The slip in alternative lending is particularly noteworthy: According to the study's authors, Institutional lenders entering the small business market seemingly muscled out some entrenched alternative lending solutions, causing approvals to fall from 60.8 percent to 60.7 percent in February. Big banks like JPMorgan Chase have begun unveiling small business-oriented technology platforms, like its most recent offering in partnership with alternative lender OnDeck.

"The process will be entirely digital, with a
pproval and funding generally received within one day," JPMorgan Chief Executive Jamie Dimon wrote in a recent letter to the bank's shareholders. According to Business Insider, the bank will begin its program by pre-screening a selection of nearly 4 million customers and inviting them to apply for a loan up to $250,000. While the software hosting the program is offered by OnDeck, the underwriting standards are directly from Chase, potentially mitigating the losses some peer-to-peer lenders have experienced due to weak underwriting.

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In the March 2016 Biz2Credit Small Business Lending Index, study authors found that, while loan approvals from smaller lenders and credit unions dipped slightly, small business loans at larger banks hit a new post-recession high. Banks with over $10 billion in assets approved roughly 23 percent of funding requests in the month of March, rising two-tenths of a percent from the previous month. International funding in particular played a bigger role than ever before – even as alternative lending solutions lost ground. 

"The slip in alternative lending is particularly noteworthy."

"Big banks continue to loosen the spigot and are allowing more of a free flow of capital to small business," said Biz2Credit CEO Rohit Arora in the study. "International funds are getting into the marketplace. Because the yields in small business lending are attractive, increasing numbers of institutional lenders are getting into the game."

The slip in alternative lending is particularly noteworthy: According to the study's authors, Institutional lenders entering the small business market seemingly muscled out some entrenched alternative lending solutions, causing approvals to fall from 60.8 percent to 60.7 percent in February. Big banks like JPMorgan Chase have begun unveiling small business-oriented technology platforms, like its most recent offering in partnership with alternative lender OnDeck.

"The process will be entirely digital, with approval and funding generally received within one day," JPMorgan Chief Executive Jamie Dimon wrote in a recent letter to the bank's shareholders. According to Business Insider, the bank will begin its program by pre-screening a selection of nearly 4 million customers and inviting them to apply for a loan up to $250,000. While the software hosting the program is offered by OnDeck, the underwriting standards are directly from Chase, potentially mitigating the losses some peer-to-peer lenders have experienced due to weak underwriting.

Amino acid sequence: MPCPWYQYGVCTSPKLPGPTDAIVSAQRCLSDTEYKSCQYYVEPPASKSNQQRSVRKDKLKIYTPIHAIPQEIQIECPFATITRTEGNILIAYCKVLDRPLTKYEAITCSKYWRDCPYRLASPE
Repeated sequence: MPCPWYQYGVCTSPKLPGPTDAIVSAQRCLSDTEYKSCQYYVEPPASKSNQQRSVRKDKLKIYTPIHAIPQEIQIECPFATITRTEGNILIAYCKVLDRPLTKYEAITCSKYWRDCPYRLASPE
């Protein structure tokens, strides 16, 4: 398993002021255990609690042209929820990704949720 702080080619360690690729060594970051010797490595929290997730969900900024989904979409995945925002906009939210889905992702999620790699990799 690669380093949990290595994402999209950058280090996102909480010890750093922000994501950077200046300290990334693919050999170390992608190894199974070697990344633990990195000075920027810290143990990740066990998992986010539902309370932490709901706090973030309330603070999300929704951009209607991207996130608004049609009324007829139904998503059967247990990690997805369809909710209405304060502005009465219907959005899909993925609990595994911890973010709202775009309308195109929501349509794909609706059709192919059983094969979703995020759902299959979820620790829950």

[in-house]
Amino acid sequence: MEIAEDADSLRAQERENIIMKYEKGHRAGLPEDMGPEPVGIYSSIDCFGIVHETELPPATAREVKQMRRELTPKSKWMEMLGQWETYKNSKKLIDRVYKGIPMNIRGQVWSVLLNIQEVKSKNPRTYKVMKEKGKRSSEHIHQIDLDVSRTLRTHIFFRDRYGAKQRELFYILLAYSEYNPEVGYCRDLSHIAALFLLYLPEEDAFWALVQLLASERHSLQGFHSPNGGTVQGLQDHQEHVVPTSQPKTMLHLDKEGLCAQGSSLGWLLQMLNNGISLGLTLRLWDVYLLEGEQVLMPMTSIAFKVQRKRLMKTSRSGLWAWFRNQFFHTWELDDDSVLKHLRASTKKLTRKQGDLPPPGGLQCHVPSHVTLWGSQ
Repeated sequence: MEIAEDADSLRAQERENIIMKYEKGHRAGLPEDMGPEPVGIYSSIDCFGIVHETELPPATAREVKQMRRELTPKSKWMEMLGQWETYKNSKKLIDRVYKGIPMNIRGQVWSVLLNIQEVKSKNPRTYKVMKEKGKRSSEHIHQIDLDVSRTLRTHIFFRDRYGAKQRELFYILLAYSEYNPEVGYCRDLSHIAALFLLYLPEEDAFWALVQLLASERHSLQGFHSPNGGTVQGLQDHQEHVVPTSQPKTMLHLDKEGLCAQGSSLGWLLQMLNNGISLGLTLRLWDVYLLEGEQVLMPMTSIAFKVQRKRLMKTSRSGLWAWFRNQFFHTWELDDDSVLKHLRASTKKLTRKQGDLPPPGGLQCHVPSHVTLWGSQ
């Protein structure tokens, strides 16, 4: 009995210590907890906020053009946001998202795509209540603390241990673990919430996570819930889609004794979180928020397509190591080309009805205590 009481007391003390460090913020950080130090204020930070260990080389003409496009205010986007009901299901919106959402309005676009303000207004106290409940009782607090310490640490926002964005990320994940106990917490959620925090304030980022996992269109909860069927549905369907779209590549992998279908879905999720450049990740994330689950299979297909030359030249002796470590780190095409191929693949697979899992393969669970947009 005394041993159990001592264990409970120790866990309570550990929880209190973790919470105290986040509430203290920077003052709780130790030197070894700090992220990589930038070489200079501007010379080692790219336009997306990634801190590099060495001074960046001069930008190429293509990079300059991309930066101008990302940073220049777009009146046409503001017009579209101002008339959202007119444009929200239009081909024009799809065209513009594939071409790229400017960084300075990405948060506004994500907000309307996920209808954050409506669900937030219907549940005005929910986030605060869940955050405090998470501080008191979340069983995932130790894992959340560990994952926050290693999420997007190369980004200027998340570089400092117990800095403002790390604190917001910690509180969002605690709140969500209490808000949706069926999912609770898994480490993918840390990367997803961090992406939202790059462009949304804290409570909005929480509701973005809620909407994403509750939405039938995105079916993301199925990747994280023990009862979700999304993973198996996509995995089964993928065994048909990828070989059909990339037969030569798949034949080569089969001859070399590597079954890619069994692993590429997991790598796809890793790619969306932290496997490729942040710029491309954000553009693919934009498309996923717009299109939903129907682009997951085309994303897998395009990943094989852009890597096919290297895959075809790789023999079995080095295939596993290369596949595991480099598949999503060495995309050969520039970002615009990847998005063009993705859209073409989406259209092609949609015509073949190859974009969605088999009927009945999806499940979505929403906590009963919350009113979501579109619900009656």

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In the March 2016 Biz2Credit Small Business Lending Index, study authors found that, while loan approvals from smaller lenders and credit unions dipped slightly, small business loans at larger banks hit a new post-recession high. Banks with over $10 billion in assets approved roughly 23 percent of funding requests in the month of March, rising two-tenths of a percent from the previous month. International funding in particular played a bigger role than ever before – even as alternative lending solutions lost ground. 

"The slip in alternative lending is particularly noteworthy."

"Big banks continue to loosen the spigot and are allowing more of a free flow of capital to small business," said Biz2Credit CEO Rohit Arora in the study. "International funds are getting into the marketplace. Because the yields in small business lending are attractive, increasing numbers of institutional lenders are getting into the game."

The slip in alternative lending is particularly noteworthy: According to the study's authors, Institutional lenders entering the small business market seemingly muscled out some entrenched alternative lending solutions, causing approvals to fall from 60.8 percent to 60.7 percent in February. Big banks like JPMorgan Chase have begun unveiling small business-oriented technology platforms, like its most recent offering in partnership with alternative lender OnDeck.

"The process will be entirely digital, with approval and funding generally received within one day," JPMorgan Chief Executive Jamie Dimon wrote in a recent letter to the bank's shareholders. According to Business Insider, the bank will begin its program by pre-screening a selection of nearly 4 million customers and inviting them to apply for a loan up to $250,000. While the software hosting the program is offered by OnDeck, the underwriting standards are directly from Chase, potentially mitigating the losses some peer-to-peer lenders have experienced due to weak underwriting.